UN rights chief warns Yemen on verge of ‘total collapse’

The UN rights chief expressed alarm Tuesday at the situation in Yemen as Arab warplanes pounded the country for a sixth day, warning it appeared about to collapse.

"The situation in Yemen is extremely alarming, with dozens of civilians killed over the past four days," UN High Commissioner for Human Rights Zeid Ra'ad Al Hussein said in a statement.

"The country seems to be on the verge of total collapse."

Zeid's comments came after nearly a week of air strikes by a Saudi-led coalition, which has vowed to continue the attacks until Huthi rebels end their uprising against President Abedrabbo Mansour Hadi, who has fled to Saudi Arabia.

He said he was particularly shocked by an air strike on Monday against the Al-Mazraq camp for displaced people in northwest Yemen.

The International Organization for Migration said at least 40 people had been killed and 200 wounded in the attack, and medics at a hospital near the camp gave a similar toll.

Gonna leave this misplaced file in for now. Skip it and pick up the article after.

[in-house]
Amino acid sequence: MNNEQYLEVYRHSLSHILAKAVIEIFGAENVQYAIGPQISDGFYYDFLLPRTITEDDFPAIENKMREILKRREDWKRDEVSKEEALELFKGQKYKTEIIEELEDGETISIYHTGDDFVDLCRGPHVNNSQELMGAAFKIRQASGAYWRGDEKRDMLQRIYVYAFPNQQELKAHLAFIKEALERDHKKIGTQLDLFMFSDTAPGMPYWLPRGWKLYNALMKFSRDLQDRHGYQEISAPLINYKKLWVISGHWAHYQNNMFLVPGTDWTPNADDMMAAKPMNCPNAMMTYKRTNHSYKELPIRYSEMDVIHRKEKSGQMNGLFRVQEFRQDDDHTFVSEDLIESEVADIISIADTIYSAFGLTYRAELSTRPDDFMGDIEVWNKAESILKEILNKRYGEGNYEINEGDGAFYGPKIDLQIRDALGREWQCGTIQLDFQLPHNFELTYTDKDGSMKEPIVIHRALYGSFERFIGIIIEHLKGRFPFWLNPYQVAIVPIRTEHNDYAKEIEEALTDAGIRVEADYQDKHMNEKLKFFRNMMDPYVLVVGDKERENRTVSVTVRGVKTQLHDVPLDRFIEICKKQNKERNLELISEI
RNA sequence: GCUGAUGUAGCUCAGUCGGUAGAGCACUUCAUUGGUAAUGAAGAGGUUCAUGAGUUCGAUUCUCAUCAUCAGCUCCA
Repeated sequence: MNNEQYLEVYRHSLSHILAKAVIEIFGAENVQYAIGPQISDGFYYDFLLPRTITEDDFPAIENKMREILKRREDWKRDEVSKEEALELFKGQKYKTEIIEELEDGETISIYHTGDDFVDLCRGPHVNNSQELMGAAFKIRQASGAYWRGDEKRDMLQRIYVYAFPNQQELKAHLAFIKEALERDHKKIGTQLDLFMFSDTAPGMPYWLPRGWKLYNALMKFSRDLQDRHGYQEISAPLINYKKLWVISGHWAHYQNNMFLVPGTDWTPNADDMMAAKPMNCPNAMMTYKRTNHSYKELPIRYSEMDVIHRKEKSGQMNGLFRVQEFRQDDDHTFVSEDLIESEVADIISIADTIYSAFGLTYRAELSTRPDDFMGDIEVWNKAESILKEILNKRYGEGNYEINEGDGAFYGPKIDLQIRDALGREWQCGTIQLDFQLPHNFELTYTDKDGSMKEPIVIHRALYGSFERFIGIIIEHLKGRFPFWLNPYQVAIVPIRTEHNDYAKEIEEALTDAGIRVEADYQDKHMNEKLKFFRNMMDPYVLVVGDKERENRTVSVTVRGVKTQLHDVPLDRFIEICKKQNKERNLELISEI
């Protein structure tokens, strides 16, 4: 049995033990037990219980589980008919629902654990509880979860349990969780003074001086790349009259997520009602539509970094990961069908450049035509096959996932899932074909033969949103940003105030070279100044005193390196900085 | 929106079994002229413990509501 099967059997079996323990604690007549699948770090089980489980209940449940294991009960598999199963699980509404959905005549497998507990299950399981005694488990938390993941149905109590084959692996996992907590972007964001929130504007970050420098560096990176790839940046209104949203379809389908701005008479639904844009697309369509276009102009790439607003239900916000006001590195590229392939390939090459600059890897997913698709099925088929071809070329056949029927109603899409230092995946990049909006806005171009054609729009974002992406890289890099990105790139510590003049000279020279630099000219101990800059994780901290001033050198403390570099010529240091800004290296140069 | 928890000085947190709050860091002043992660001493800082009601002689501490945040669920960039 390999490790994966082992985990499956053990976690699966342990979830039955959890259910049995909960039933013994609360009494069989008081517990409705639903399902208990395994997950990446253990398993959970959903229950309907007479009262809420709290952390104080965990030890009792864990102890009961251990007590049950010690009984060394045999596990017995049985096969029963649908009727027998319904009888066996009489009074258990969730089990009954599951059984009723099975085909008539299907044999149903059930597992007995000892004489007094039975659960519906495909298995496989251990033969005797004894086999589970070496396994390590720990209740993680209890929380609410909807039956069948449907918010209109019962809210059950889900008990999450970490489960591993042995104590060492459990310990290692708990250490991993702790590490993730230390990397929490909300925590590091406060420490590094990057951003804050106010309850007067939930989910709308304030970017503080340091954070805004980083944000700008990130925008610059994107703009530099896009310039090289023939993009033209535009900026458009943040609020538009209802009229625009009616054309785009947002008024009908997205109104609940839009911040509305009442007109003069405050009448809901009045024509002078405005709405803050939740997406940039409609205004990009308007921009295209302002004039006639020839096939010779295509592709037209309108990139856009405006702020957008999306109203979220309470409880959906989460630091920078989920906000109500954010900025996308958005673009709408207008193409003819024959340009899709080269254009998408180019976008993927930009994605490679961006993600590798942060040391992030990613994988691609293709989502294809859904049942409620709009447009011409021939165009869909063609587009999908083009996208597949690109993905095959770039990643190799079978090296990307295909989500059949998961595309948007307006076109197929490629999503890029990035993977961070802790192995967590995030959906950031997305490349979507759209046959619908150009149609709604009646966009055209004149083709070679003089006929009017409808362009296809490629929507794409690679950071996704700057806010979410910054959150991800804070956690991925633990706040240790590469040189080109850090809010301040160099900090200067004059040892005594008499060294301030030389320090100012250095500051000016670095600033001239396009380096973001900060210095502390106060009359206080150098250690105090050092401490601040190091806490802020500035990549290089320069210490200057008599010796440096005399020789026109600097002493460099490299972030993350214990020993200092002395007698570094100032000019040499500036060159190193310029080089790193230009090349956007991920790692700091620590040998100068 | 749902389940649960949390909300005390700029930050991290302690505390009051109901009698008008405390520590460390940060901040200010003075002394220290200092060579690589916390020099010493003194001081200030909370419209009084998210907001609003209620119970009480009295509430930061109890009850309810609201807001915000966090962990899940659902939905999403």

Zeid's office said its staff had personally verified that at least 19 people had died and at least 35 had been injured, including 11 children.

The camp, which is home to some 4,000 people, was set up by the United Nations in 2009 and recently received at least 300 new families fleeing unrest in Saada, the northern stronghold of the Huthis, the statement said.

Zeid also denounced reported attacks by Huthi-linked fighters on three hospitals in the southern town of Daleh, causing an unknown number of casualties.

"I roundly condemn all attacks on hospitals and other medical facilities, which have a special protected status under international law," he said.

A government official told AFP Monday that the rebel attack on Daleh had killed eight civilians, including two children, when they opened fire using tanks and artillery.

Since March 27, at least 93 civilians have been killed and 364 injured in the violence, Zeid's office confirmed Tuesday.

Hundreds more had reportedly fled their homes in Saada, Daleh and elsewhere, it said.

"Private homes, hospitals, education facilities and infrastructure in several locations have been destroyed, making life even more difficult for the people in the war-torn country," Zeid said.

"The killing of so many innocent civilians is simply unacceptable," he said.


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